WebStuff Logo
WebStuff   Make WebStuff your start page
top bar  Home BETA


Cheese is basically curdled milk. To "curdle" a liquid means to make it congeal. When a liquid is curdled it typically separates into lumps known as "curds" with the remaining liquid portion called "whey". Curds are largely composed of the protein called casein.
They also contain other proteins, lactose, fat and calcium.

Cheese is made by adding a coagulating agent to warm milk, such as an acid, like lemon juice, or the enzyme rennet. The enzyme rennet is naturally found in the stomachs of nursing mammals and it helps it the digest its mother's milk. Cheese has been around for many thousands of years. Its origin stretches way back into prehistoric times. One theory for its discovery is that a traveler stored milk in a container made from a young goat's stomach. The container therefore would have naturally contained rennet. Such bags are still used today by shepherds to carry wine. The traveler carried it around for a while and the air was quite warm. When he got thirsty and tried to take a sip, nothing came out. He then cut open the bag and found cheese inside which the rennet had curdled.

There are many different types of cheese, which can be separated into many different categories.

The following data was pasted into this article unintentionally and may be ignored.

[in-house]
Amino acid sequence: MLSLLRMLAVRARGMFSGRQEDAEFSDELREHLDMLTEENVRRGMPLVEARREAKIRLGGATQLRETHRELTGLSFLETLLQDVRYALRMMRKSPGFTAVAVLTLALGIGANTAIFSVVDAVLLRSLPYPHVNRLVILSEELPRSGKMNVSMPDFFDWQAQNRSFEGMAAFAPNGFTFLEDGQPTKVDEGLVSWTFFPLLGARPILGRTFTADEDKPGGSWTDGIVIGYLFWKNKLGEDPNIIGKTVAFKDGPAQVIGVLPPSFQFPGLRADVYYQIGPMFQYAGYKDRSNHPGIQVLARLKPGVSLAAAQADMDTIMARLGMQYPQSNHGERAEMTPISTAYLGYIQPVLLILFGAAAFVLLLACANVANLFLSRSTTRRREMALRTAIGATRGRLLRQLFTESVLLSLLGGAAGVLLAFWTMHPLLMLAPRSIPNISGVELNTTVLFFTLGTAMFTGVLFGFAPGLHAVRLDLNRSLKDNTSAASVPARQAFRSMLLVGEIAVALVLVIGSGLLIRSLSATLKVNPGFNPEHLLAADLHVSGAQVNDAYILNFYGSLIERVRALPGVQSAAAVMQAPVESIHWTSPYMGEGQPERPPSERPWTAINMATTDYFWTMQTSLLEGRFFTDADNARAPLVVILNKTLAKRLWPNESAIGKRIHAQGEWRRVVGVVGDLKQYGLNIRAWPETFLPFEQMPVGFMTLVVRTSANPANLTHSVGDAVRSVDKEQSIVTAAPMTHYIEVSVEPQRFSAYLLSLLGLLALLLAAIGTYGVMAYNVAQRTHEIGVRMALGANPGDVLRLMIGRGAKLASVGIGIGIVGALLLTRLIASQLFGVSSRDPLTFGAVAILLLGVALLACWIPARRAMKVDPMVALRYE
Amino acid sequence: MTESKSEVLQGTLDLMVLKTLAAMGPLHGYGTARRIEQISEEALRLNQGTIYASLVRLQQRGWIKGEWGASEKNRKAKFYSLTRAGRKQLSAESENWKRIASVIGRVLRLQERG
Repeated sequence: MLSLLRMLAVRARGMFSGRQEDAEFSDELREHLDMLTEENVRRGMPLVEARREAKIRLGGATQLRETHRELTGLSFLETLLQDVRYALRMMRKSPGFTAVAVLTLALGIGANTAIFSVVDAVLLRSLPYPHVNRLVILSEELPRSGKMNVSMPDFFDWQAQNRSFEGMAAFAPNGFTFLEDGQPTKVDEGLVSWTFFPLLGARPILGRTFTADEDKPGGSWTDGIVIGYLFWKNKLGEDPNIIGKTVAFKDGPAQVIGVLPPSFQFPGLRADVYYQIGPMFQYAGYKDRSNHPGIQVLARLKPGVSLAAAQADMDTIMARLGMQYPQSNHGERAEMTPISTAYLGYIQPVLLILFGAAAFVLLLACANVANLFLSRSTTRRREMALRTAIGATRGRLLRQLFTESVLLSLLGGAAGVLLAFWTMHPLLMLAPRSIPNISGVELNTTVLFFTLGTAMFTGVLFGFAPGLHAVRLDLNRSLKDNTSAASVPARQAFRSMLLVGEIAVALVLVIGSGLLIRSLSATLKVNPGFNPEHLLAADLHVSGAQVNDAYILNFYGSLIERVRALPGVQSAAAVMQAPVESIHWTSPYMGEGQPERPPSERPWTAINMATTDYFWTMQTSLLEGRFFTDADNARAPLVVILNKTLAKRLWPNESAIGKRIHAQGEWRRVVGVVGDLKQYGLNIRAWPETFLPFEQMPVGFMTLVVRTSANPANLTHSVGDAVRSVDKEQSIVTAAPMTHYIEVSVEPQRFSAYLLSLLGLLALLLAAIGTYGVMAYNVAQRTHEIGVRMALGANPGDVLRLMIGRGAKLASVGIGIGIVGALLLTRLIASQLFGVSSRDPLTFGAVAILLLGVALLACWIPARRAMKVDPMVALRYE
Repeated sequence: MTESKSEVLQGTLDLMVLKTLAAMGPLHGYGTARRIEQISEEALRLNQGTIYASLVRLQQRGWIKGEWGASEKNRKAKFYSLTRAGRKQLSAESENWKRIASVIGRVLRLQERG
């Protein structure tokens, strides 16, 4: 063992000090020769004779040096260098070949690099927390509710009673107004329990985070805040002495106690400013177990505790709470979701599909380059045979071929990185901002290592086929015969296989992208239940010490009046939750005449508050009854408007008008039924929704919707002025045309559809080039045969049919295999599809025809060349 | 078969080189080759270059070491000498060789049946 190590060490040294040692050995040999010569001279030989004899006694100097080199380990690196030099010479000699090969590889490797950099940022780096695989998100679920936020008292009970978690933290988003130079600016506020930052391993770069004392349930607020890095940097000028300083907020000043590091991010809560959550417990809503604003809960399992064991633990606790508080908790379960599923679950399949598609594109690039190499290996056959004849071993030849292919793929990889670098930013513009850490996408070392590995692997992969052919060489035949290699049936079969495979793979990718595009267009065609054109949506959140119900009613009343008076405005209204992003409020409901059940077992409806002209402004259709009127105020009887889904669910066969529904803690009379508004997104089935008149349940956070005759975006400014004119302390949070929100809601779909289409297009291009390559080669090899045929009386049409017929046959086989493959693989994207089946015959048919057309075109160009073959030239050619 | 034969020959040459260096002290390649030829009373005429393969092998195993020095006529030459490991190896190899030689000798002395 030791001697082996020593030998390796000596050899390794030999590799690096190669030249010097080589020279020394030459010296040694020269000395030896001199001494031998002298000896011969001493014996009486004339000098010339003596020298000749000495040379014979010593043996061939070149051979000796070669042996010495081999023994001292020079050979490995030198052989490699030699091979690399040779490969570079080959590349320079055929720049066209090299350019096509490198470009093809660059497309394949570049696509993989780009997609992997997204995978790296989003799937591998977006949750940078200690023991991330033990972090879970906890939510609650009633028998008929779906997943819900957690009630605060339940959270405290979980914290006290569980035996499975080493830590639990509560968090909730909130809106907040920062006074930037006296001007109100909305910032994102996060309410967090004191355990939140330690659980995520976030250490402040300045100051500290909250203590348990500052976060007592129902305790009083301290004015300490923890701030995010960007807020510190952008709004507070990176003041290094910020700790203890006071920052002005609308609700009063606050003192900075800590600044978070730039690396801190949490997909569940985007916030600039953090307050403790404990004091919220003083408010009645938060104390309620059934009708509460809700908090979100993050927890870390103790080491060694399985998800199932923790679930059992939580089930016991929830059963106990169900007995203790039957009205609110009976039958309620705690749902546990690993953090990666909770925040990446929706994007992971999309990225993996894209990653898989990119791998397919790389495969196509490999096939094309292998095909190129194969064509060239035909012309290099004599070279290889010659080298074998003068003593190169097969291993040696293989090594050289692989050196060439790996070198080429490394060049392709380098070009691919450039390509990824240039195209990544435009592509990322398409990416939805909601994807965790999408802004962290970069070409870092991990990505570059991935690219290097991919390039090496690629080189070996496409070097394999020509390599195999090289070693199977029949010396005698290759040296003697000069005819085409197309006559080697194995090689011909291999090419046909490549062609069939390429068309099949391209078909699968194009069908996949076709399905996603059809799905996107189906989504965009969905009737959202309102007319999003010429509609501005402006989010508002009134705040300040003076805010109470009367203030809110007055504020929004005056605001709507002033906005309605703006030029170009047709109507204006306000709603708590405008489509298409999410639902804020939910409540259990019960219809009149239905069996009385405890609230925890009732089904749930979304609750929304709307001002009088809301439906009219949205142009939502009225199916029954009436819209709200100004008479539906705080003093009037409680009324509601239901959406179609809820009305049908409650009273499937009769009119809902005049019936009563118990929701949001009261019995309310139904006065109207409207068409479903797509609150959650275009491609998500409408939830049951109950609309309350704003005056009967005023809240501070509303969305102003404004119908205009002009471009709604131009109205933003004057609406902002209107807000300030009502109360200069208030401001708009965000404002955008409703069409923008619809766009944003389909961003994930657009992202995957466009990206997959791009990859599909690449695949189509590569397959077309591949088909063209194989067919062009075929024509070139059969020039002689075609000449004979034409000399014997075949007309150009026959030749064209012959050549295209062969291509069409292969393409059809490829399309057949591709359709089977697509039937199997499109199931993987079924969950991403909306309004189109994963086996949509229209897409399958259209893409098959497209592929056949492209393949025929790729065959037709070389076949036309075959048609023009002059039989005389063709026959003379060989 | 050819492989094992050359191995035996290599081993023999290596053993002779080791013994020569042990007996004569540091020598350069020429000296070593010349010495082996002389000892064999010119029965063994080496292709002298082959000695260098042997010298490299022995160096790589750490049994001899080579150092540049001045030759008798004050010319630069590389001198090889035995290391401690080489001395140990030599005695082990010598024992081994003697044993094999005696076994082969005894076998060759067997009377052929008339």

Main Categories of cheese.

Aged or Ripened

The difference in hardness is controlled by water content. If the water is pressed out or allowed to evaporate by aging, it gets harder.

Another criterion is the source of the milk. Cheese is made from the milk of cows, sheep, goats, buffalo, yaks, mares, etc.

Some cheeses are ripened with the aid of fungi or bacteria. They often have a strong odor.

Cheese makes up a significant part of the diet of many countries in the world.

Most of the largest consumers of cheese per person are located in northern Europe.

Germany, Finland, France, Holland, Norway and Great Britain are prominent examples. Large consumers from other areas include Italy, Greece, Turkey, Israel, Argentina and Australia. Interestingly enough, countries in the Far East, like China, Japan and Thailand do not include much cheese in their diet. It is thought that may be because people from those areas tend to be lactose intolerant and can't properly digest the cheese.